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The Top Mac Hard Drive Utilities, 2010 Edition

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Ryan Faas, updating his highly popular article from 2007, evaluates some of the best tools for analyzing and repairing problems with Mac hard drives and directory structures.
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Computers can develop many problems, including hardware damage and defects, operating system and application issues, and malware. While Macs tend to have lower incidences of some of these problems (malware in particular), they aren't immune to having issues that require some diagnostic and repair work.

Some of the most common problems that Mac users experience have to do with hard drives. Hard drive problems come in two general types: physical damage to the drive itself, and directory or file system damage. Physical damage is less common but more severe, because the drive—or, in rare cases, the circuitry that connects the drive to the motherboard of the computer, known as the drive controller—no longer functions. Repairs for physical damage typically require replacing the drive, often without being able to recover the files stored on that drive. (I'll talk about data-recovery tools and options in a future article.)

More common—and much easier to fix—is damage to the directory structures and the file system on a hard drive (or a removable drive, such as a flash drive or camera memory card). The directory structures of a drive are created when the drive (or partition) is formatted; they act as a map to the sectors or blocks on a disk where the data is stored. These structures are important because they enable the Mac to locate the pieces of data that make up a file. If a directory is damaged or corrupted, you may not be able to locate or open files, applications may behave erratically, or the Mac may not start from the affected drive.

In cases severe enough to render the Mac unable to boot from a drive, typically you can use an alternate startup disk, such as another hard drive or partition, a Mac OS X install or restore DVD, a hard drive utility DVD, or a disk inserted in another Mac (such as is required for the MacBook Air or Mac mini server, which ship without a built-in DVD drive). In these cases, you may be able to see and access the affected drive, or the drive may have suffered damage or corruption bad enough that the Mac will be unable to mount the drive at all. Even if the drive is accessible, you may want to use a utility to determine the type and extent of the damage (and rule out physical damage) before attempting to open or copy files. In these situations, you may not be able to open or copy files that are affected by the directory corruption.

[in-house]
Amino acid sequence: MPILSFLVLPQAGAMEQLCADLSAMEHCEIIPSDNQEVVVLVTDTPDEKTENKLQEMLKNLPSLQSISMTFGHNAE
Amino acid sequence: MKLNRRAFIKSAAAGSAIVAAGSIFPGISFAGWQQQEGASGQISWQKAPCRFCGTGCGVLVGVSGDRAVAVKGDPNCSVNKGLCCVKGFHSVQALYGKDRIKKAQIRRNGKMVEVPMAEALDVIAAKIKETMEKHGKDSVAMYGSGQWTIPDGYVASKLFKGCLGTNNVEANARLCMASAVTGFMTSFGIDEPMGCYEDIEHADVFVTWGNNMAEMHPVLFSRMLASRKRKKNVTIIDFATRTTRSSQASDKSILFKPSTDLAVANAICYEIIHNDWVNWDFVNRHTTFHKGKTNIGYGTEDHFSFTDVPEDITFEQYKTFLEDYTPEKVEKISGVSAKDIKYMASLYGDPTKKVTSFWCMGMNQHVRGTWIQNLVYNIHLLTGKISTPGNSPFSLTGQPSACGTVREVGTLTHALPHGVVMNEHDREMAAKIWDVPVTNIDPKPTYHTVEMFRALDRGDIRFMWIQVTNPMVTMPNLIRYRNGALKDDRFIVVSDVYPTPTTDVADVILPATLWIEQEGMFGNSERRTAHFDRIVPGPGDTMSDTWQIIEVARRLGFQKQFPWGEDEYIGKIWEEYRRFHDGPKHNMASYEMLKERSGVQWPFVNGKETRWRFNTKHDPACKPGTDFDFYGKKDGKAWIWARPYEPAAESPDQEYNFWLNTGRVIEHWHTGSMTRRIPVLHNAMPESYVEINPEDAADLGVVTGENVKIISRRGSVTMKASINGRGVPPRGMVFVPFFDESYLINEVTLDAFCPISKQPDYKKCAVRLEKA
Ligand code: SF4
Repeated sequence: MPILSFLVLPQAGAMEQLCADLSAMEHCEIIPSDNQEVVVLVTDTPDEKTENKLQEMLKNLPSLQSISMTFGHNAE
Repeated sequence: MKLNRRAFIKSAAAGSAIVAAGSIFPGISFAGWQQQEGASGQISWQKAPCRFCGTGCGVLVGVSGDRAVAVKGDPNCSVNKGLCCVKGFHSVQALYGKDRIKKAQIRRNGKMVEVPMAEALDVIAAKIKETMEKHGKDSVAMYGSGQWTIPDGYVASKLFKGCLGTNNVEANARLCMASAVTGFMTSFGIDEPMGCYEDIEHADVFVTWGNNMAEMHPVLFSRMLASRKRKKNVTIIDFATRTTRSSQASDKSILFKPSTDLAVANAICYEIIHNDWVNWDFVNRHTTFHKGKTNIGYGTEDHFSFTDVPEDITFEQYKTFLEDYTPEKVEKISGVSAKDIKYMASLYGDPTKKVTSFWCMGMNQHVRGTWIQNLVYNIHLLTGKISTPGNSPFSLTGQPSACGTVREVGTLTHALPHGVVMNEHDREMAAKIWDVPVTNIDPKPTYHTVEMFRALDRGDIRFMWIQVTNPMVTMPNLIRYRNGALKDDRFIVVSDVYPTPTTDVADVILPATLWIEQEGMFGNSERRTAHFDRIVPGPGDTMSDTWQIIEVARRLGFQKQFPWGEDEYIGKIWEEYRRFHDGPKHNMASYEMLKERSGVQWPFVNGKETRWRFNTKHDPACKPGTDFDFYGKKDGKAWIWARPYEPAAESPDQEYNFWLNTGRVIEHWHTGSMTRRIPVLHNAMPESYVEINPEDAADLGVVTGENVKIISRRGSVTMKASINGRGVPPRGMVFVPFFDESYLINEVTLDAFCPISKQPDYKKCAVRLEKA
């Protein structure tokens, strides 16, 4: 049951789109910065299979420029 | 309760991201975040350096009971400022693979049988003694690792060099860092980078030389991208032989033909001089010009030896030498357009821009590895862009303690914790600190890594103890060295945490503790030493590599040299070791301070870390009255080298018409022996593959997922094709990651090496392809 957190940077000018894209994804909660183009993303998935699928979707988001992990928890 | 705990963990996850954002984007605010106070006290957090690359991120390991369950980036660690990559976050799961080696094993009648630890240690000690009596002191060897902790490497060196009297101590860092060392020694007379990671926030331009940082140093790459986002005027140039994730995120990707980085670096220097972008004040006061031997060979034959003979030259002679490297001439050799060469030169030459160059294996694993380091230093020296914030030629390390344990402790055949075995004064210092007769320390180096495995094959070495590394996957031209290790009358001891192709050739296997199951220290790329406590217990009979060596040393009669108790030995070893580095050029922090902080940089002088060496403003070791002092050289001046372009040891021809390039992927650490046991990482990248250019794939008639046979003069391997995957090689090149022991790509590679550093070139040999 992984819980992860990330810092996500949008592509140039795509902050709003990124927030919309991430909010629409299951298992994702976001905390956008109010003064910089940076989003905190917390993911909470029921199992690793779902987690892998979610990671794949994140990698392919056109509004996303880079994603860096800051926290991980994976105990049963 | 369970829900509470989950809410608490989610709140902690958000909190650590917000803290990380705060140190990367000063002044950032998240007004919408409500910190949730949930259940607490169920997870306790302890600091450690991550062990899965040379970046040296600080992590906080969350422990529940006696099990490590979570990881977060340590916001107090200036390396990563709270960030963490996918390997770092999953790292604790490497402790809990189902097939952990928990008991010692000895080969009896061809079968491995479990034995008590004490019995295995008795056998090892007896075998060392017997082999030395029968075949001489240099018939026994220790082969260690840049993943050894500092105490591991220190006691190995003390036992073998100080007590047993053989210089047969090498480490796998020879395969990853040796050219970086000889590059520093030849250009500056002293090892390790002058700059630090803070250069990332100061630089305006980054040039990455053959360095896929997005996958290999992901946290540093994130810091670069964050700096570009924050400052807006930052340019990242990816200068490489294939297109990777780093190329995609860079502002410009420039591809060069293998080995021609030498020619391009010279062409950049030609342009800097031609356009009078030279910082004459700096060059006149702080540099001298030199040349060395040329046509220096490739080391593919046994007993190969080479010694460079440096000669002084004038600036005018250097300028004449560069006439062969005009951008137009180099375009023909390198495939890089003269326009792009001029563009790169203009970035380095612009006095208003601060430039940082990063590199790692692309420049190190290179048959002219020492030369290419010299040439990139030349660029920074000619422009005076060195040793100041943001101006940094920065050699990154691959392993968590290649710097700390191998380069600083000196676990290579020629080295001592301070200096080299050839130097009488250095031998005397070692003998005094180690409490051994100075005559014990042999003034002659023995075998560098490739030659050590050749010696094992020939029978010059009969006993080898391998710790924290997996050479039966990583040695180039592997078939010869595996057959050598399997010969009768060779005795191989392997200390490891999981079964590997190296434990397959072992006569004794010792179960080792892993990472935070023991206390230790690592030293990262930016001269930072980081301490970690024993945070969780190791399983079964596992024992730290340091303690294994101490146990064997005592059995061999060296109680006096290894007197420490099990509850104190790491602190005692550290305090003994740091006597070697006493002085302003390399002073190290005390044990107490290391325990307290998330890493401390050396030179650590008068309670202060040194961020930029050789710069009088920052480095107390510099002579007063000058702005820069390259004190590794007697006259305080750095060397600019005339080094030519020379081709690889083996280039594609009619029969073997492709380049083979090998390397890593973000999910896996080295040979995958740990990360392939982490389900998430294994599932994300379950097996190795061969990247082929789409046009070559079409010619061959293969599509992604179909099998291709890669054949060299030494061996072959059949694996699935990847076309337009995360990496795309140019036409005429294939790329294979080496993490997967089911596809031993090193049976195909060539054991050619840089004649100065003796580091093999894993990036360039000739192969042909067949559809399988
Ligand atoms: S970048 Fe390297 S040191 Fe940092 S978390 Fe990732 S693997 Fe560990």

In addition to problems with directory or file systems on a drive, the file permissions on individual files or folders may become corrupted or may be set improperly. This situation can lead to issues ranging from not being able to open a file or application, to erratic behavior of affected applications, or even to erratic behavior and lack of access to system components of Mac OS X (such as Apple-provided utilities, or configuration options such as those in System Preferences). Improper permissions can also have the opposite effect, giving users or applications greater access to core system files and settings than they should normally have.

Permissions on system and application files are specified by package (.pkg or .mpkg) files that are read by the Mac OS X Installer utility. All the Mac OS X system files, as well as files by most third-party applications, are bundled as package files. Some applications don't use packages because you only need to copy a single application file to your hard drive to install the app, or because the application is installed by a third-party installer (though such installers are much less common today than in the past).

After the Mac OS X Installer utility places application files in the appropriate locations with the appropriate permissions, it writes a copy of the package to a special Receipts folder, which is located either in the Library folder at the root level of a startup drive, or in the Library folder of your home folder. This design allows various tools to verify or repair (if needed) the permissions of both system and application files.

For the four utilities covered in this article, I'll describe how various tools can be used to solve these types of problems. I'll also cover additional features that the tools provide for preventing and resolving problems, as well as for working with advanced hard drive and data features.

Disk Utility